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No Spotify for South Africa (yet)

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Oh Spotify, what a bunch of big teases you are. When Axel Bringeus, head of new markets for Spotify, appeared on stage at Africa Com yesterday, we held out a small hope that he might be there to more than just talk about the nature of the music streaming business.

“This is a map of the 34 territories we’re in now,” he started of, with a countries in which Spotify operates coloured in a green, “It’s my job to turn the entire map green.”

A quick discussion of how there’s no (legitimate) Spotify access from any African country yet, but that there’s lots of potential as music streaming services from its rivals seem to be doing rather well, seemed to suggest that the big announcement was on its way. But no.

“Hopefully by the next time you see me we’ll have some announcements to make,” he said.

Before the company opens up offices in Africa, Bringeus said, it wants to be sure it has the right deals in place with labels and distributors to get access to local artists.

Still, Spotify will make it eventually, and there’s plenty of other streaming services to choose from already. Despite the fact that Deezer, Simfy, iRoko, Xbox Music, Nokia Music and more are all doing varying degrees of business of across the continent, Bringeus said strong competition made it easier to launch Spotify in a particular market.

“More people listen to music now than ever before,” he said, “It’s not a zero-sum game. What we see is that when we launch in a market everyone benefits – other services see a bump in subscriber figures too as more people become aware of the potential of digital music.”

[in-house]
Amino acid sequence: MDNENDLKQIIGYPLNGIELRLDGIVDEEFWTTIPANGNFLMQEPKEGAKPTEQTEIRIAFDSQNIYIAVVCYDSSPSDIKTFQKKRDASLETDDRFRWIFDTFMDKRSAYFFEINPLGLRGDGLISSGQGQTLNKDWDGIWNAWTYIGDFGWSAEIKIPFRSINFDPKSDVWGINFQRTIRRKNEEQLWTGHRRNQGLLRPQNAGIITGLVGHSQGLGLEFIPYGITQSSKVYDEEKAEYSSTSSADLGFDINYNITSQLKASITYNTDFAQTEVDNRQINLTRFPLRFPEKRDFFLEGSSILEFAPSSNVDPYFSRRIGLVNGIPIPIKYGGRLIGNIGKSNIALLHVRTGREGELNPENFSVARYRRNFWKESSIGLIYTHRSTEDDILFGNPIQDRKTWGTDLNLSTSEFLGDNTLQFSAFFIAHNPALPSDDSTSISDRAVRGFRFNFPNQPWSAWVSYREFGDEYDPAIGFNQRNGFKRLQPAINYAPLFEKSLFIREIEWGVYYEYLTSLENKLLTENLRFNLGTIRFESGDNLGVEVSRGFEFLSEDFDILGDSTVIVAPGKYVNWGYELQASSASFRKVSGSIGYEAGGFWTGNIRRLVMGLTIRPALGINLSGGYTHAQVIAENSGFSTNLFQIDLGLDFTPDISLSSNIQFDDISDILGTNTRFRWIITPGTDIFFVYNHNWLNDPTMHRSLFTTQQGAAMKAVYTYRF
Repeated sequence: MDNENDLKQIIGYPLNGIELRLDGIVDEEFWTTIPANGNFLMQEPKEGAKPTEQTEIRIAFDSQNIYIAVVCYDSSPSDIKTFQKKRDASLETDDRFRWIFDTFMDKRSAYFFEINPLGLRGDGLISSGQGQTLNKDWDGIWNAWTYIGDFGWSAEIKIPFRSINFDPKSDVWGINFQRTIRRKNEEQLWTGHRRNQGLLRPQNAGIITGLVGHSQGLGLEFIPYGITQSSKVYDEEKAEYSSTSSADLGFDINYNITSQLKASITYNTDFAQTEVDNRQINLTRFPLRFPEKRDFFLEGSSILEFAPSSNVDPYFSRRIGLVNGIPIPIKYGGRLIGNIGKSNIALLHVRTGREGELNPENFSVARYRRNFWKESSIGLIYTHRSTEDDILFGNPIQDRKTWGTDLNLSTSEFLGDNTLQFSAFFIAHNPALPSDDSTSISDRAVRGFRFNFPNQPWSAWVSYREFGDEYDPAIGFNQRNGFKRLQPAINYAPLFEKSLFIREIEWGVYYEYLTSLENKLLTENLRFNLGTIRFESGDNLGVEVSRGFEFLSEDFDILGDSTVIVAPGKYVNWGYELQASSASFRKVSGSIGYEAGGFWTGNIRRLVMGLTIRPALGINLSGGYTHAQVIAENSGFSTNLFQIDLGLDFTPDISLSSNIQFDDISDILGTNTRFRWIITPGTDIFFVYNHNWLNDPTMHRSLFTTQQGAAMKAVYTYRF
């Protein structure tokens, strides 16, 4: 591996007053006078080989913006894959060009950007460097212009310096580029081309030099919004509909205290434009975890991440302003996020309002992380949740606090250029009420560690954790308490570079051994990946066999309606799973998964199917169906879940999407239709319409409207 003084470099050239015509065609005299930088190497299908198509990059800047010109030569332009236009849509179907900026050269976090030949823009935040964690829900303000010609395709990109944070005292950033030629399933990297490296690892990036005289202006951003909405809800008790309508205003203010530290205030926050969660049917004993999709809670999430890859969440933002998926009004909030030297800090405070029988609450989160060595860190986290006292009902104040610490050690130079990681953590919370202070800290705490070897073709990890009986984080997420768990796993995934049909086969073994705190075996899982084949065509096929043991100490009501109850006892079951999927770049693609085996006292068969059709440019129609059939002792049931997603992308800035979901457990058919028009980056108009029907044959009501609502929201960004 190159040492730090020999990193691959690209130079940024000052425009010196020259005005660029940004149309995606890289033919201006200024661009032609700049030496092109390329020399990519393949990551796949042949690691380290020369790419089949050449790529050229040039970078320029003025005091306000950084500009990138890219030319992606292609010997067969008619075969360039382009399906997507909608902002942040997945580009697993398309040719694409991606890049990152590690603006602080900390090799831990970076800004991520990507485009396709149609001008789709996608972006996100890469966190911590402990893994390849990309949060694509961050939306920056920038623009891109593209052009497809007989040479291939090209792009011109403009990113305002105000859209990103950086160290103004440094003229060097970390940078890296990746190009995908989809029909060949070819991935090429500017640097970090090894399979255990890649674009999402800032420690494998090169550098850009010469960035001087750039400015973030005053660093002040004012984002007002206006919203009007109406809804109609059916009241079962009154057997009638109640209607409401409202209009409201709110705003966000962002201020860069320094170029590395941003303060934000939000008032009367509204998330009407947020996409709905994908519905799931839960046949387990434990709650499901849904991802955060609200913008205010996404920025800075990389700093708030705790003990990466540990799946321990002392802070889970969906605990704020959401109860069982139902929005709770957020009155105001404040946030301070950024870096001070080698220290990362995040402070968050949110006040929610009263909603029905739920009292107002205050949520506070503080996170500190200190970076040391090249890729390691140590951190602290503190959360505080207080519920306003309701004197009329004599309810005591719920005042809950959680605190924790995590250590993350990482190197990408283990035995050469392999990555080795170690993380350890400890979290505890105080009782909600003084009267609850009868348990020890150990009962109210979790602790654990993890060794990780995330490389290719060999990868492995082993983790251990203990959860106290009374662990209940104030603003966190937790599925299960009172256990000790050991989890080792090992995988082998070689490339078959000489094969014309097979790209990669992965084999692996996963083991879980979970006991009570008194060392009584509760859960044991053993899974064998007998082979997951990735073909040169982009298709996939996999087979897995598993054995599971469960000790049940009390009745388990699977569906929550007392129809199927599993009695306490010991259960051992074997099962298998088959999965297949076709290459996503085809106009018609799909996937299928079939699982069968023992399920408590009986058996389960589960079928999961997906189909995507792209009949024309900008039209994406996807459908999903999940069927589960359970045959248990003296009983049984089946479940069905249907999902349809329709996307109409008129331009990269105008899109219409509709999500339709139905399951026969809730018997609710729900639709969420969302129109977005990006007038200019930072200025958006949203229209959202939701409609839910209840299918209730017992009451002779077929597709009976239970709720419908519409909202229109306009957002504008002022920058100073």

Right now, Spotify has six million paying subscribers, most of whom Bringeus believes are willing to sub up in order to get access to the mobile app. One question that the company faces in countries where mobile is the main way of accessing internet services is whether or not the current model would work at all – if there’s no way to get customers using the service for if they don’t have a connected laptop or PC, they aren’t likely to start using Spotify over rivals that do cater for them.

Spotify’s model evolved in Sweden, and Bringeus says it’s no surprise that the same country produced file sharing site The Pirate Bay. Cheap, government subsidised PCs and broadband gave the country a high level of internet literacy ahead of most of the rest of the world in the late 90s. IN other markets, though, other models may need to be adopted.

At an earlier session at Africa Com on digital music, representatives from some of those services took part in a debate about the profitability of streaming music services in Africa, and how in some countries like Tanzania the mobile operators are stepping in to a creative gap left by the absence of formal record labels. While much of the talk focussed on who gets how much under streaming deals, and how everyone feels like they’re getting a bad deal at the moment, one of the panelists pointed out something that struck a chord which could be used in future arguments with the likes of Thom Yorke.

“Rather than complain that the mobile networks are taking 70% of the pie,” he said, “We should all be focussing on getting more subscribers to these services and growing the total pie. That way it doesn’t matter if someone has a bigger share as we all make a decent amount of money.”

Wise words indeed.

Adam Oxford

Adam Oxford

Adam is the Editorial Director at htxt media. He has been writing about technology for almost two full decades now. In a previous life, he was the editor of PC Format and Digital Camera Shopper in the UK, before going on to work as a freelance journalist for seven years. His work has appeared in or on Stuff, The Guardian, Linux Format, TechRadar, Wired.co.uk, PC Gamer, Green Futures, The Journalist, The Ecologist and The Review. Adam moved to South Africa in 2012 and loves 3D printers, MakerFairs and tech hubs. He hates seafood. None of his friends remember this when cooking.

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